Kenyan troops were officially integrated into the African Union’s peacekeeping mission in Somalia (AMISOM), with Kenya’s defense minister signing an agreement at AU headquarters Saturday.
“We conclude the process of establishing a formal, legal framework for the integration of the Kenyan defense forces into AMISOM,” Minister of Defense Yusuf Haji said at the signing in Addis Ababa, the Ethiopian capital.
Kenyan tanks and troops rolled into Somalia in October following a series of kidnappings and attacks in Kenyan soil believed to be carried out by Shebab insurgents.
In December, the AU said it backed the integration of Kenyan troops into its peacekeeping mission.
AU peace and security commissioner Ramtane Lamamra welcomed the official integration and said it marked progress towards defeating Shebab militants in Somalia.
“We are really opening a new chapter — a chapter that will take us closer to … the completion of the mission in Somalia,” he said.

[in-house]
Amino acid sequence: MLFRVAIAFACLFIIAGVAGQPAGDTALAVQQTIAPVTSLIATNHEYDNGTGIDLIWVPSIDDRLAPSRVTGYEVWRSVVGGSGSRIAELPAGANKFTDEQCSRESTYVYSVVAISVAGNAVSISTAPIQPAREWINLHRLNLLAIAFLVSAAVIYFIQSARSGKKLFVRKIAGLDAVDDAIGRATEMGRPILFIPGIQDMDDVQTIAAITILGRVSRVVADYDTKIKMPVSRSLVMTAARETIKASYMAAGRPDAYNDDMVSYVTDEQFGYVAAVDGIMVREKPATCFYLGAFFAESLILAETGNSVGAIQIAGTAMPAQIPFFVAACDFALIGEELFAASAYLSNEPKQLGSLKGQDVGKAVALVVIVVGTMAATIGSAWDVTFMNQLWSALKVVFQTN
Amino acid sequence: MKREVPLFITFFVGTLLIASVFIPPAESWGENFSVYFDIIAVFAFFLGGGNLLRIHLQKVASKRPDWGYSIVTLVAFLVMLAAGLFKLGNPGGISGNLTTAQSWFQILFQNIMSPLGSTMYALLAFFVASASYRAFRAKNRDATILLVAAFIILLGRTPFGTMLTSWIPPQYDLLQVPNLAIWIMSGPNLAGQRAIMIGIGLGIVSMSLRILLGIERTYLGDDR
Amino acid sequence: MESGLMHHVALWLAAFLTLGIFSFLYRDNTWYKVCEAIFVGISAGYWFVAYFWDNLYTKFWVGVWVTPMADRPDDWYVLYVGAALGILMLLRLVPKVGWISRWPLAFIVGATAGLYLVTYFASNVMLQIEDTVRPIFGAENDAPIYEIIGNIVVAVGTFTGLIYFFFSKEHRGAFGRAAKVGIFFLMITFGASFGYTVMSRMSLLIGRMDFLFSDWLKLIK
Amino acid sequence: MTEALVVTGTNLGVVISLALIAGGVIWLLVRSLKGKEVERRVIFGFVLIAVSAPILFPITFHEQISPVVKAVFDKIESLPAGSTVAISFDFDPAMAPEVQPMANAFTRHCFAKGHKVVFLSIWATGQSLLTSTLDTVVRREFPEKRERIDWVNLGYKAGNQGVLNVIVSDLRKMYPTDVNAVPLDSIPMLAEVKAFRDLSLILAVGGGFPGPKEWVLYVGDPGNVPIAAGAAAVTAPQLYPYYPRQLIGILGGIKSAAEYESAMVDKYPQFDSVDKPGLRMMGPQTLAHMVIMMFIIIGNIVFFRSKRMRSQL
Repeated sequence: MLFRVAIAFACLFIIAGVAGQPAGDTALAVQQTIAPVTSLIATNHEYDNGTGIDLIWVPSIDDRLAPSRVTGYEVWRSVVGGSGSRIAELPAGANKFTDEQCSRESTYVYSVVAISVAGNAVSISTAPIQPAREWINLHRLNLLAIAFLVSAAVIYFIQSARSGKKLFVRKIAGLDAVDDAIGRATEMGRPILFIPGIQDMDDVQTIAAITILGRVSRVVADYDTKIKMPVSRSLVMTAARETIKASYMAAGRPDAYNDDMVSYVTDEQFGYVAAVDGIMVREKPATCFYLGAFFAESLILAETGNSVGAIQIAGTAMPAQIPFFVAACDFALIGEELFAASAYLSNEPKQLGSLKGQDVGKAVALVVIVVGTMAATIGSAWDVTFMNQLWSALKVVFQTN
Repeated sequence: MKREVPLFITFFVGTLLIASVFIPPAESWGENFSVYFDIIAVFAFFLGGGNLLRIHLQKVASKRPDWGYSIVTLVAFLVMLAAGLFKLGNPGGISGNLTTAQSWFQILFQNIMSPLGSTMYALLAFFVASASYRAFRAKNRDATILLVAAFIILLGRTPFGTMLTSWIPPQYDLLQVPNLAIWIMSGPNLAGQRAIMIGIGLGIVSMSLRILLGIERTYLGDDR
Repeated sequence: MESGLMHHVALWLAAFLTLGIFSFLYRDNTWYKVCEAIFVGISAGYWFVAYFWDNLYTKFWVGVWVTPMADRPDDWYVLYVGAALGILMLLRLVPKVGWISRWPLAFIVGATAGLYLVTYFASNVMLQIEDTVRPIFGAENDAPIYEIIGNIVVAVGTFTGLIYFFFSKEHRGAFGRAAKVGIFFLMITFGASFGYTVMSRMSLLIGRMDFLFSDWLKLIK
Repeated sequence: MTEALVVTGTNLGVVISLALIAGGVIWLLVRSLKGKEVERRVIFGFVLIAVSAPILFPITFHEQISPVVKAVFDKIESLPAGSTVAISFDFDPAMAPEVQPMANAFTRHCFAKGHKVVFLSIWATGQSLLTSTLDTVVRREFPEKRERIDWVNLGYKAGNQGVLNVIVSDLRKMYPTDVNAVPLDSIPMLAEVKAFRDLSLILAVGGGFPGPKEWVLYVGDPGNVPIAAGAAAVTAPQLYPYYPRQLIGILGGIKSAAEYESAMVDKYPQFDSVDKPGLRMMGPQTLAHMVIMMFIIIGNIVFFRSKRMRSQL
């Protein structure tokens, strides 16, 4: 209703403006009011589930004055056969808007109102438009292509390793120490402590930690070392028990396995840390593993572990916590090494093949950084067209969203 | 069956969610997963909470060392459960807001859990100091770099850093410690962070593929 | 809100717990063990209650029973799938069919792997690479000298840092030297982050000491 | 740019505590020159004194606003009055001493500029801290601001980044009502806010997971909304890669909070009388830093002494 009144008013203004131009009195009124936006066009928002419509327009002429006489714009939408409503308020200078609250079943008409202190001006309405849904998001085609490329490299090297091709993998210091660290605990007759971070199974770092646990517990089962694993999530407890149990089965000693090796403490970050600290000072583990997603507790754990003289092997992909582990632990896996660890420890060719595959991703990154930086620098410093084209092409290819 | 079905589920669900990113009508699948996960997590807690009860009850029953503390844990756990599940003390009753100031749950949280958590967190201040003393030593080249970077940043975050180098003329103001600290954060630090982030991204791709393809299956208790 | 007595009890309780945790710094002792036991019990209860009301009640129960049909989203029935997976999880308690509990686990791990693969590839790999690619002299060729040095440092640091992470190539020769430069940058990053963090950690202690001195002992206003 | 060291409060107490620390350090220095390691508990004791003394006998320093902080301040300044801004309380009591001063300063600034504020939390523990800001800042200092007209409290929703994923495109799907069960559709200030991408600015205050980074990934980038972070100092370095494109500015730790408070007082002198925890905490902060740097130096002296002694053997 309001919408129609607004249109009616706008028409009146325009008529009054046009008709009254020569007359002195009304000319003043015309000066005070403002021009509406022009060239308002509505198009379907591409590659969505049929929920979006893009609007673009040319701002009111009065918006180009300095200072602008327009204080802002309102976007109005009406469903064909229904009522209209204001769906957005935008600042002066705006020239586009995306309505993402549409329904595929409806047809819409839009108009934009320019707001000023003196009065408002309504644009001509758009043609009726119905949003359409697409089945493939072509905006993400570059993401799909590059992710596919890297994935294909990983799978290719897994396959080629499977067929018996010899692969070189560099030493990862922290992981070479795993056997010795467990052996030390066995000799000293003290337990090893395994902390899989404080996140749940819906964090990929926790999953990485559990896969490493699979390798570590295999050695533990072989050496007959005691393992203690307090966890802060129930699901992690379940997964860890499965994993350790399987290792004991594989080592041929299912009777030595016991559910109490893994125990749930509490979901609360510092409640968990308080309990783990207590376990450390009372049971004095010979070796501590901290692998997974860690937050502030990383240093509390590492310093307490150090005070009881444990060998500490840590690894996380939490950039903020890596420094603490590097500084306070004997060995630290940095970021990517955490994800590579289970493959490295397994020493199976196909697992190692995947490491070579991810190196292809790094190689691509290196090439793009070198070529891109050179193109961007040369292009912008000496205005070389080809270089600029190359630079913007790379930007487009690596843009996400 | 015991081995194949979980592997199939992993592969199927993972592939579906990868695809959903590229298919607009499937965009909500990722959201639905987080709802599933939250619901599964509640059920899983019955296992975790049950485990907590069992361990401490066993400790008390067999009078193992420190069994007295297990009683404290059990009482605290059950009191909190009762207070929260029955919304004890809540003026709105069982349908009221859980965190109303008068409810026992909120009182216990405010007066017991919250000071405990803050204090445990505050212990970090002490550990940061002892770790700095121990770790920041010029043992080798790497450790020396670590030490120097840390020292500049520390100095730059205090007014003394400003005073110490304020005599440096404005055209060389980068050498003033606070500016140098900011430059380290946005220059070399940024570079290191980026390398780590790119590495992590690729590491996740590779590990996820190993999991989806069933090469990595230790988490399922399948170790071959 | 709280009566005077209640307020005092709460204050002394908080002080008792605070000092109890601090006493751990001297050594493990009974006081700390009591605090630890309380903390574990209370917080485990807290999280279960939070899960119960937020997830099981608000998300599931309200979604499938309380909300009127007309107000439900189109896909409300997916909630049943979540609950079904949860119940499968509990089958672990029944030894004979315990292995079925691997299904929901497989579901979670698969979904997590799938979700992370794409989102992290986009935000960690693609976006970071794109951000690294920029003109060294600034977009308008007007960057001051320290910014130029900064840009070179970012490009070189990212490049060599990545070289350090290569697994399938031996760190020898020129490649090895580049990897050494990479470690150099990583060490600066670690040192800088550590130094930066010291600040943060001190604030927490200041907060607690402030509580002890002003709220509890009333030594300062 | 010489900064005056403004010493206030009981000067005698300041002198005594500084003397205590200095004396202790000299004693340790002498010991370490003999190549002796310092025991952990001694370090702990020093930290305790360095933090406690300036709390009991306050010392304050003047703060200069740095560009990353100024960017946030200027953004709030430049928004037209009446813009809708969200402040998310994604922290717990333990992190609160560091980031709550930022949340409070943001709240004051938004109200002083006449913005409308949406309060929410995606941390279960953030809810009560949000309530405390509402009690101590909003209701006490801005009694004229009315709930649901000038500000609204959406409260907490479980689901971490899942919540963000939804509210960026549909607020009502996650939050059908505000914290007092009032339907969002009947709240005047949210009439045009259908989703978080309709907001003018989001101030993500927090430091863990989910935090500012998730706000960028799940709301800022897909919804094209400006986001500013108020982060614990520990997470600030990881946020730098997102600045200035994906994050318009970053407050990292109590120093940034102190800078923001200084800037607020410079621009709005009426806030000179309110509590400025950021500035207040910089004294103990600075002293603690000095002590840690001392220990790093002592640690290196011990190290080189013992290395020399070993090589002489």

The rehatting of Kenyan troops comes three days after the Shebab-controlled town of Afmadow fell to AU and allied troops. Afmadow has been a long-term target ever since Kenyan troops invaded southern Somalia in October.
Haji said AMISOM troops were inching closer to capturing the strategic port city, Kismayo, but he did not specify a timeline.
“We are not very far from Kismayo, but we can’t say when we are taking over,” he said, adding that although Shebab rebels still posed a threat, they have lost strength on the ground.
“They have been diminished and also their command structure has been destroyed on the ground, but you can never rule out few remnants of al-Shebab here and there but we are very hopeful that at the end of the day AMISOM will end the war in Somalia,” he said.
Lamamra added that the AMISOM force still faces a number of logistical challenges and urged the U.N. to maintain support for the mission.
“Now that AMISOM is expanding, now that we are covering the entire territory, we do have more challenges, in particular, what relates to logistics, we need our friends in the U.N. to be able to supply all what is needed,” he said.
Somalia has been embroiled in civil war since 1991, when former president Mohamed Siad Barre was ousted.
It has been variously governed by ruthless warlords and militia groups and a fragile transitional government which holds official power in the Horn of Africa country.